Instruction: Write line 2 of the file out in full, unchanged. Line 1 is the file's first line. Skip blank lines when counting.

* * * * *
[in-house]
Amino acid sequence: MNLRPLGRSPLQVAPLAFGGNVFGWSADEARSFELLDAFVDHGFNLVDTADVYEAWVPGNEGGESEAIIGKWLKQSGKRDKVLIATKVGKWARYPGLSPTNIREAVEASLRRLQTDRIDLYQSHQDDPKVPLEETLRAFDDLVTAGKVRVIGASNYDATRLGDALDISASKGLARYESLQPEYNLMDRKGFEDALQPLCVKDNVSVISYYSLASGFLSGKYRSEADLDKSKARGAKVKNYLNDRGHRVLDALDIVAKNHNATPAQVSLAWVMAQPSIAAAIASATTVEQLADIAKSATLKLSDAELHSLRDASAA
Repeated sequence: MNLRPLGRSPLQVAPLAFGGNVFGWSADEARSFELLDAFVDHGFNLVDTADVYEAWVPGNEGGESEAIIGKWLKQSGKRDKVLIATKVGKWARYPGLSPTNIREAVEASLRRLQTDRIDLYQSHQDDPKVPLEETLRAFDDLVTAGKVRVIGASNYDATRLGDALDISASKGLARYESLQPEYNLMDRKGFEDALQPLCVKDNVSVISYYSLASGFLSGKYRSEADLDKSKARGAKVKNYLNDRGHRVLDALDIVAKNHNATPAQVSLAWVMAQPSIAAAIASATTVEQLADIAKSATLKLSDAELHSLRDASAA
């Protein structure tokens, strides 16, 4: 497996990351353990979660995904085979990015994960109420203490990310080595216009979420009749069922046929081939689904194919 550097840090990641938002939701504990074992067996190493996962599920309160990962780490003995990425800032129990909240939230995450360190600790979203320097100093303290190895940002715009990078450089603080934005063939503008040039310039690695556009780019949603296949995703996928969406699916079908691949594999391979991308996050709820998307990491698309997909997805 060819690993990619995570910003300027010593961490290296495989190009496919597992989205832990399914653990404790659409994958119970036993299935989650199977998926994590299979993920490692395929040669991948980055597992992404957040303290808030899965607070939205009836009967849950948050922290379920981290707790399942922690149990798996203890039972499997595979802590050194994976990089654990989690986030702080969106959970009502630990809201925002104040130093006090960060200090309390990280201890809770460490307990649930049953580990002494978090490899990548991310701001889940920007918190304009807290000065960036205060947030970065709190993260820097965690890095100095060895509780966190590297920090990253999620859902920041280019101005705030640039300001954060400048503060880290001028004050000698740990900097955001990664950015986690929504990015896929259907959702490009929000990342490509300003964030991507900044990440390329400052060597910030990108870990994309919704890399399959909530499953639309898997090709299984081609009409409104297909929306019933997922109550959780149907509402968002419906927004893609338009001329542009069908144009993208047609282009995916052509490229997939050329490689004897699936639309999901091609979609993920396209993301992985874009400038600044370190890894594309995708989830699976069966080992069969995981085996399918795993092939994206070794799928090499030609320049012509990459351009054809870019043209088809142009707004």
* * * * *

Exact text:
Amino acid sequence: MNLRPLGRSPLQVAPLAFGGNVFGWSADEARSFELLDAFVDHGFNLVDTADVYEAWVPGNEGGESEAIIGKWLKQSGKRDKVLIATKVGKWARYPGLSPTNIREAVEASLRRLQTDRIDLYQSHQDDPKVPLEETLRAFDDLVTAGKVRVIGASNYDATRLGDALDISASKGLARYESLQPEYNLMDRKGFEDALQPLCVKDNVSVISYYSLASGFLSGKYRSEADLDKSKARGAKVKNYLNDRGHRVLDALDIVAKNHNATPAQVSLAWVMAQPSIAAAIASATTVEQLADIAKSATLKLSDAELHSLRDASAA